Still opening on Frank’s death and the impact it had on my community, my family, and me, it became so much more—a the book designer said to me when she got her hands on it, “Normally, I ready the first and second chapters of a book to get a feel before I start to lay it out. I couldn’t put it down until I got to the last page.” That was a wow moment for me. The new book was about my mercurial life—something friends said I should title 50 Shades of Purple. That’s on the back cover.

The new book, When God Says No-Revealing the YES When Adversity and Loss Are Present is a similar title but in a new direction was a “repurpose” – something old, something new, something with a new twist, something with a new reveal, and something with new take-aways. A repurpose.

The power of repurposing

I’m a repurposer within my home. Old stuff takes on a new life. Why not with words. YOUR WORDS.

  • Blogs that are more than a year old are excellent candidates.
    • What’s changed since you wrote it?
       
    • Is there a new story or example or key thoughts that you can quickly add?

     
    Do a rewrite of the opening two paragraphs. Even start with your closing “to do” or conclusion then reframe some of the body and add your call to action.
     

  • Rarely is there a nonfiction author who doesn’t have new material to add to an already published book. Do it. Add “updated” to the cover and republish your work with a new ISBN … it’s like starting anew.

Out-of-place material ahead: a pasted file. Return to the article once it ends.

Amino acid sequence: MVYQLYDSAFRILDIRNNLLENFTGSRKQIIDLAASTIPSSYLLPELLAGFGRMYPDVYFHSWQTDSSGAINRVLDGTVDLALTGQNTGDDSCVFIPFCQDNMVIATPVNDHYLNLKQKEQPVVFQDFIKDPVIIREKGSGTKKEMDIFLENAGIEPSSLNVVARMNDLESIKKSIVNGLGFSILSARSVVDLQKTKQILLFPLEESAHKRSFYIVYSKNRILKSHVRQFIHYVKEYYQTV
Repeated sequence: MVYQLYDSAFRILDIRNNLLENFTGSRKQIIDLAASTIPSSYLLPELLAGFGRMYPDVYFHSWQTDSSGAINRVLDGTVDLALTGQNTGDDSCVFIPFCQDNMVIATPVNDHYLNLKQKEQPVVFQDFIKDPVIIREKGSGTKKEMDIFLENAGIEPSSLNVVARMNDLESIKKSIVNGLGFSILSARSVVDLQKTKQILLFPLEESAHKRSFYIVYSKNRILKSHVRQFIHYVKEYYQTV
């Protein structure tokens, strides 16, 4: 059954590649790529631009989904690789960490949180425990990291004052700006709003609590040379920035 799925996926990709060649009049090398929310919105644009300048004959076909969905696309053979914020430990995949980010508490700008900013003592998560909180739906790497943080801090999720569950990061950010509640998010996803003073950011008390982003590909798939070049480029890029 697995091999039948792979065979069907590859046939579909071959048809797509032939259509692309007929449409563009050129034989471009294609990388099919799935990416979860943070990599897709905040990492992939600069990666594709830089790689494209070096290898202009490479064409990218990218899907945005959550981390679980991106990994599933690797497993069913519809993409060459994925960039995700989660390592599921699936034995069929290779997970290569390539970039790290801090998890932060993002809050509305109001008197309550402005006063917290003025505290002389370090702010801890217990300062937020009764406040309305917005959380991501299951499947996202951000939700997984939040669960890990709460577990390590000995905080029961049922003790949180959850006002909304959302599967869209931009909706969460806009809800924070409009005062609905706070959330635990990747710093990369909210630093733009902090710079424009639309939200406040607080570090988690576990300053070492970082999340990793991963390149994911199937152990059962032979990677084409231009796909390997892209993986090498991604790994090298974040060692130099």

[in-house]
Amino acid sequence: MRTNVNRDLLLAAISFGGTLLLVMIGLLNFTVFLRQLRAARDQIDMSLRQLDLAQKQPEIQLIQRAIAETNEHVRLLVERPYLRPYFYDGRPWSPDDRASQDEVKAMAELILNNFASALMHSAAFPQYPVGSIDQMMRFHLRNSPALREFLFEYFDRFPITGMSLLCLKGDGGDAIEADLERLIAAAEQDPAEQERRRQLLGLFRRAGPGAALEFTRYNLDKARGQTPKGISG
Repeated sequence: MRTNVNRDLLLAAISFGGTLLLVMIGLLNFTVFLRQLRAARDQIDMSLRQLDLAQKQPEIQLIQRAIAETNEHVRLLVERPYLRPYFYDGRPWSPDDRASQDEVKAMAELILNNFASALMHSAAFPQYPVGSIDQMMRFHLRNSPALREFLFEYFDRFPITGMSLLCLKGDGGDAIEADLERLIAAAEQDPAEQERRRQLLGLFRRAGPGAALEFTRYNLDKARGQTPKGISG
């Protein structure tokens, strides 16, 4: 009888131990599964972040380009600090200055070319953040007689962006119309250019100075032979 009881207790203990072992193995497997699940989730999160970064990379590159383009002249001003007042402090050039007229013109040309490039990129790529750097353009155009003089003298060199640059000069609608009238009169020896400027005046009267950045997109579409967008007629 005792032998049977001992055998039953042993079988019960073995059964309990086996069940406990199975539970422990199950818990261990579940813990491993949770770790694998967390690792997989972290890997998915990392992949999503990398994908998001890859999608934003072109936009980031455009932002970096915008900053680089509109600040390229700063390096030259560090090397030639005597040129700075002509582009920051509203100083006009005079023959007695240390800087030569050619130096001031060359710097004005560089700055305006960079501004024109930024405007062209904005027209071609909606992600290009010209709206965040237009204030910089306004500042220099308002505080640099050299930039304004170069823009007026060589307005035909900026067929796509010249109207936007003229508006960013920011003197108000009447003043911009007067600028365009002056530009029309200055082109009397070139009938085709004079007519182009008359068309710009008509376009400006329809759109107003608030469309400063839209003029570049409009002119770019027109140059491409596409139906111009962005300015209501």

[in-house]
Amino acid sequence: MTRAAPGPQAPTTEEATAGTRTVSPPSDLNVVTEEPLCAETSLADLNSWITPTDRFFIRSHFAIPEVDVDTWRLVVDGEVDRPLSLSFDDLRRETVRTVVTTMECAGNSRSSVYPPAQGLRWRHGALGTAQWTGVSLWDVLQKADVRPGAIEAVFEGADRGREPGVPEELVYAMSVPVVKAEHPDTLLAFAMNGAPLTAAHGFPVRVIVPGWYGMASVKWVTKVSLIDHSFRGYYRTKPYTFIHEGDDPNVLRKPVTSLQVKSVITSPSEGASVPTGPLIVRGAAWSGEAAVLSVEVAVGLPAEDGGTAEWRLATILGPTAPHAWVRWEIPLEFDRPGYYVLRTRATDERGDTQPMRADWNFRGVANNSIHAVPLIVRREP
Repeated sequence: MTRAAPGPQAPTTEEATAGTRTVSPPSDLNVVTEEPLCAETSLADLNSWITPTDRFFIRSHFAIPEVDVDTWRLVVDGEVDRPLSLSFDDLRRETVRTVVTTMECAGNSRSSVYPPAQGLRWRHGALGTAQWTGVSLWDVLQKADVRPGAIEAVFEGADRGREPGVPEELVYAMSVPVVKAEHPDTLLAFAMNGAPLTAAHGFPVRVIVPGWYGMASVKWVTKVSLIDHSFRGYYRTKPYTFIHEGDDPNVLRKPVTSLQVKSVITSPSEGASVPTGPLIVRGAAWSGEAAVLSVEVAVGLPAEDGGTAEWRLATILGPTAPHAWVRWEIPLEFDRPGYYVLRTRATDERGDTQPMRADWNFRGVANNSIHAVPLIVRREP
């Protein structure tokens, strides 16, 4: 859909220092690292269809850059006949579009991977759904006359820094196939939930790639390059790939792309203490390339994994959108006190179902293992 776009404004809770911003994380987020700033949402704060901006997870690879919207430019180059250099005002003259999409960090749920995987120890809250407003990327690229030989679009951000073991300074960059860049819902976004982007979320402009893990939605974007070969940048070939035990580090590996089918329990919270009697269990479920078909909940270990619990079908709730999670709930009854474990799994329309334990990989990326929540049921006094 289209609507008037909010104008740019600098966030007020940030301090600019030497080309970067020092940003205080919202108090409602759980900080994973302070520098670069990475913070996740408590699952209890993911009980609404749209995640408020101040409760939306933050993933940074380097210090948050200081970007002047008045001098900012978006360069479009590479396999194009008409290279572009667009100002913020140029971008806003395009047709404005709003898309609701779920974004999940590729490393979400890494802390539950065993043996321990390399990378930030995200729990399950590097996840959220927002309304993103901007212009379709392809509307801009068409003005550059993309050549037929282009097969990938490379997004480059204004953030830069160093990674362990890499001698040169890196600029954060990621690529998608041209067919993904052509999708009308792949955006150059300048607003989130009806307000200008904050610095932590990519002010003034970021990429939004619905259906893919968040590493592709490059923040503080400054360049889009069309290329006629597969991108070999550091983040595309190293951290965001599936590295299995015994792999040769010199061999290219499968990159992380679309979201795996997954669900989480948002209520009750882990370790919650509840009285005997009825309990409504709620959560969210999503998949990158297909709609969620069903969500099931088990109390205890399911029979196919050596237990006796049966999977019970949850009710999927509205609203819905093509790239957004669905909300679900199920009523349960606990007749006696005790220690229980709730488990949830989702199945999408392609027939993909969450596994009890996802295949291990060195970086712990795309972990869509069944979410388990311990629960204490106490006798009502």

• If you’ve been blogging, how about grouping “like blogs” together and create a new mini-book? Come up with a snappy title, add an opening “Author’s Note’s” to lead it off. Possibly divvy into secitions with a very short insight from you. And of course, an About the Author and How to Work with YOU page at the end. A stand alone mini-book—the short read that is desirable today with your savvy ahas.

The bottom line is don’t sit on something you have already done. Revisit it. Is it topical … can you pull a section or piece of it and tweak and create something new? I bet you can.
 
Photo: BigStockPhoto

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1 Comment

  1. michael n. marcus

    Good advice! Authors should know that their ‘old’ words are valuable assets that should be utilized and monetized over the years. The value of book publishers, record labels and movie studios is often based on their creative property. I’ve often sold the same words multiple times, updated and modified if necessary, for different audiences. Stale words can be freshened.

    Even blog posts can be rerun like TV shows, because blogs should be attracting new readers. (In a few minutes I’m going to update an oldie with a bit of new material to make it timely.)

    I’ve been doing reruns since a report on President James Buchanan I wrote for fifth grade was subsequently improved, modified, lengthened and submitted to my teachers in sixth, seventh and ninth grade, plus my junior year in high school; and was used for an American Studies course in college.

    https://www.bookmakingblog.com/2015/02/presidents-day-lesson-for-writers-from.html

    Reply

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  1. Top Picks Thursday! For Writers & Readers 04-25-2019 | The Author Chronicles - […] all looking for ways to work with less stress and better health. Judith Briles urges us to not reinvent…
  2. Die Woche im Rückblick 12.04. bis 18.04.2019 - Wieken-Verlag Autorenservice - […] Judith Briles: Don’t Reinvent the Publishing Wheel … Discover the Freedom of Repurposing […]